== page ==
The Umpf blog has been a bit neglected of late (setting up a new agency can be time consuming) and I’ve been meaning to write something interesting for a while. So just when I was looking for an excuse, Nike served one up. Swoosh.
This week, their football Tweets @NikeFootball (5,000+ Followers) started using a bit.ly vanity URL http://bit.ly/writehistorylive. As you’ll see it takes you to an app on their Facebook Fan page (almost a third of a million fans).
If you’re new to URL shorteners such as bit.ly and is.gd (and there are hundreds of services out there), they take a long URL like http://www.facebook.com/nikefootball?v=app_10442206389&ref=ts (which eats up 61 of your 140-chracter Tweet) and shortens it to something like http://bit.ly/9HQmpy (20 characters). Both direct users to exactly the same place.
So rather than use a short bit.ly link, typically http://bit.ly/ [and then a randomly allocated set of six alphanumeric characters with letters in upper and lower case], Nike has gone for a vanity title ‘writehistorylive’ to increase social media campaign recognition.
At the time of writing they’d had more than 6,500 clicks on their bit.ly vanity URL. But see what happens when you click http://bit.ly/Writehistorylive or http://bit.ly/WriteHistoryLive. The URL is subtly different – you probably wouldn’t even notice if it wasn’t pointed out – but the end result is, of course, not a Nike-endorsed site. And imagine if there was some darker skulduggery eg http://bit.ly/writehistoryLive.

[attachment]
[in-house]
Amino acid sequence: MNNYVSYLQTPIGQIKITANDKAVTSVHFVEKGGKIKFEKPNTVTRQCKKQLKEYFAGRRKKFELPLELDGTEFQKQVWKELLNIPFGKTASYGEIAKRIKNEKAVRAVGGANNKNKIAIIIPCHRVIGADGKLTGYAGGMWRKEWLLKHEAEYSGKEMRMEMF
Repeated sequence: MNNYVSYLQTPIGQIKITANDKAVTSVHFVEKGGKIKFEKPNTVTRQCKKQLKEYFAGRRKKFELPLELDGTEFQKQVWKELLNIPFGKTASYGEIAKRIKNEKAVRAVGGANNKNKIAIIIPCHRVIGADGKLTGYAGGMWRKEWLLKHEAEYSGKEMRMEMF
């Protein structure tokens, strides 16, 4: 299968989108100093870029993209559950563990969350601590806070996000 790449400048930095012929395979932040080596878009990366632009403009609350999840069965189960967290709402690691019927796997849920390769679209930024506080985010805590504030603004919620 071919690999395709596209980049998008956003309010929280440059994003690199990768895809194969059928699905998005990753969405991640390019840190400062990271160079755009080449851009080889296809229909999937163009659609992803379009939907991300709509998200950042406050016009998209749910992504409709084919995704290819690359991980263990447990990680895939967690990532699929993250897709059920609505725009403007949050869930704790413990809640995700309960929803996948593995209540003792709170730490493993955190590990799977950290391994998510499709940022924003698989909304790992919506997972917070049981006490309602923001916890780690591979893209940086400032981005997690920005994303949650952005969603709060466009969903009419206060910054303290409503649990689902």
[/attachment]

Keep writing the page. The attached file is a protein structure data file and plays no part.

We’ve been advising clients recently on shortened vanity URLs. One of our recommendations is, if you’re going to use a shortened vanity URL – as opposed to the shortened URL you’re allocated – ensure you secure any obvious alternative spellings, and the basic variations on capital letters.
Clearly, in Nike’s case there are millions of permutations in the use of upper and lower case with a long phrase such as writehistorylive (wRiTEhistorylive, WRITEhistoryliveE, etc etc ), but at least go for the basics: ALLCAPS, CapOnEachNewWord, alllowercase, Capfirstletter.
Of course, the counter argument is that the vanity shortened URL is typically only ever a social media link, so the reader will click straight through and, hence, there’s no need to worry. But if a phrase is central to a campaign – as I would argue writehistorylive is (why create it in the first place?) – then there’s a credible argument to say the URL could be passed on verbally.
It’s probably only a matter of time before we see an intellectual property court case sparked by a shortened vanity URL.
NB: Neither bit.ly, is.gd, Nike (clearly!) nor Adidas are clients of Umpf and all example shortened vanity URLs have been created to demonstrate a point rather than to pass off a brand or marketing campaign.